Review: Nubya Garcia – Black Box, CQAF 2019
Tagged by The Guardian as far back as February 2018 as the rising star of British music, tenor saxophonist Nubya Garcia has been crossing boundaries and breaking traditions with what many see as a new and innovative style, blending jazz, afrobeat and neo-soul.
It’s not just the dear old Guardian either, she has been singled out by The Wire, The New York Times and Rolling Stone as one of the new driving forces in jazz. Collaborations with drummer Moses Boyd, producer Congo Natty and electrifying contributions to bands like Maisha and the Nérija Quartet have shown her range, but it is her solo material such as the EP 5ive (2017) and the single ‘When We Are’ (2017) that you truly get a sense of the depth of her talent and passion.
Garcia takes to the stage on a traditionally damp Belfast night accompanied by Joe Armon-Jones (keyboards), Daniel Casimir (upright bass) and Sam Jones (drums) and she immediately comes across as incredibly personal and warm, instructing the audience to come forward and fill the gap at the front of the stage. Once this is complete, she dives head first into the music. The band have some early issues with the sound on stage and Armon-Jones’ keyboards sound a little tinny during the first number, but these seem to be resolved fairly quickly.
Across a roughly 75 minute set, the band cover maybe four tracks, including “Fly Free,” “Source” and “Hold.” Very early on we get to experience the use of unconventional rhythms and while the performance would fit somewhere inside a definition of free form and improvisational jazz, it covers a lot more ground than would be the norm.
Garcia’s playing is incredibly intricate and evocative; she uses repeating notes and phrases that build and evolve through each tune – phrases that at times seem to loop around on themselves before heading off in an unexpected direction. Her playing pulsates and she goes up and down the registers of the tenor sax at speed; her solos seem never ending but always reach some kind of resolution or conclusion. Garcia’s tone is perfect – she plays with a sense of urgency but is never too harsh nor obvious.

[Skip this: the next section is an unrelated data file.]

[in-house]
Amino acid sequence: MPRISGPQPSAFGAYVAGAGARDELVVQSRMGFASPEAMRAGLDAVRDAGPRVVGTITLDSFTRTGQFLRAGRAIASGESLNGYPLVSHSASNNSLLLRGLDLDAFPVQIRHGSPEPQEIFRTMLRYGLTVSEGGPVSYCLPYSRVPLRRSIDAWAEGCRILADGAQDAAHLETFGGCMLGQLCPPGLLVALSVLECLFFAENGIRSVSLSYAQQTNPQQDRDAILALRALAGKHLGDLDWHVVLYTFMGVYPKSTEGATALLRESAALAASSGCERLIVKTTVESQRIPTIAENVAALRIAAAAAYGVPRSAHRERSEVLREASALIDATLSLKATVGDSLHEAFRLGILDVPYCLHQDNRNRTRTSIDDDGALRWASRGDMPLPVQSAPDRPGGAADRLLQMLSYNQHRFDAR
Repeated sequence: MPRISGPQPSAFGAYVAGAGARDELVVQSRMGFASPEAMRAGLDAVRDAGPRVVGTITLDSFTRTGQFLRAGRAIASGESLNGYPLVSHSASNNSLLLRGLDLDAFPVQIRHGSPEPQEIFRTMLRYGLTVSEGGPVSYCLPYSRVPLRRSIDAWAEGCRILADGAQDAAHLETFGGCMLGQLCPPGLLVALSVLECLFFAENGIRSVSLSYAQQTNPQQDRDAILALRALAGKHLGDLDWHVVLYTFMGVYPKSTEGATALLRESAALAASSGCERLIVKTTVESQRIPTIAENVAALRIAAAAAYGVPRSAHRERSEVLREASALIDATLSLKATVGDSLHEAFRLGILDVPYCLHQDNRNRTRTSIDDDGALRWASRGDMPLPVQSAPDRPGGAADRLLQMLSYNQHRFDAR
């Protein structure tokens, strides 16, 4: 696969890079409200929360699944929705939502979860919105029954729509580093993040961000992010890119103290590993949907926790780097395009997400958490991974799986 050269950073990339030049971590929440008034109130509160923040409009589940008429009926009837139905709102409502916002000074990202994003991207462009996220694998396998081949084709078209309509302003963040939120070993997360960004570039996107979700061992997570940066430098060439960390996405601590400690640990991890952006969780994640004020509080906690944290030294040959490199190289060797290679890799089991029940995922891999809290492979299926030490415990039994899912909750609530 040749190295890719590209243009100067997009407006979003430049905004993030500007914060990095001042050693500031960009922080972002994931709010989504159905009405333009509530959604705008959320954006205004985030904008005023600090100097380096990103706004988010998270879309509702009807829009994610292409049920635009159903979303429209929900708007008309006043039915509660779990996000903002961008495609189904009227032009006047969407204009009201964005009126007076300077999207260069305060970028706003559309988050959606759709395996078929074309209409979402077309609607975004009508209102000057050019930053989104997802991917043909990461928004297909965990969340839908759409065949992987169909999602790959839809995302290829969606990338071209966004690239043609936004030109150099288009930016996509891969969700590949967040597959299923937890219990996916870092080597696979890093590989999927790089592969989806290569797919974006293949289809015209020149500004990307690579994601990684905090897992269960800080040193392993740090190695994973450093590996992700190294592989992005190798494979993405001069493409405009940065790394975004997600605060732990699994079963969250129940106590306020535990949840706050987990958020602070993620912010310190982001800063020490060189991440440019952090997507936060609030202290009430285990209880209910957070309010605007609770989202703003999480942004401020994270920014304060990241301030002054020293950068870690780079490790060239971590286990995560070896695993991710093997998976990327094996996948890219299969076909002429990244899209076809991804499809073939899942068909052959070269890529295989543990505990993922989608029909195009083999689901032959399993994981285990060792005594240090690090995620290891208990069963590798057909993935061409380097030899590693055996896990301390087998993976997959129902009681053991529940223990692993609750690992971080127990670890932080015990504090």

The band are pretty damn good too. There were more changes of time signature and tempo than I could keep up with and there were a huge range of rhythms on display – latin, Caribbean, African, dub, dubstep and reggae all made appearances at some stage. Sam Jones’ drumming is thunderous at times and at others, delicate and intricate. He gives us a monumental drum solo to start the track ‘Hold’and this reaches a point where the rest of the band are standing watching, laughing and just waiting for a chance to join in.
While the three main tunes of the evening were familiar, the last one was not. Garcia informs the audience that “Pace” is, as yet, unrecorded, and explains how she wrote it as a way of describing what it felt like to live in London – the size, the hustle and bustle and the problems carrying a large saxophone on the Underground. Danny Casimir leads on bass and sets the scene beautifully. What starts out as a traditional jazz bass line changes pace and tempo to reflect the heartbeat of a city and the movement within it. Garcia’s sax paints a picture of a cityscape – the feel of moving around in a large city – the excitement and anxiety –building to a frantic climax before dropping back to the slower backing beat. There is time for Armon-Jones to provide some machine-gun keyboard playing before the tune ends.
This was, without a doubt, a stunning night of jazz that brought something new and innovative to the Black Box, courtesy of CQAF and Moving On Music. Garcia proved her status as one of the newest and brightest lights not just in British Jazz, but in British music. Her style is uncompromising and challenging but also original, fresh and wildly exciting. Total magic from start to finish.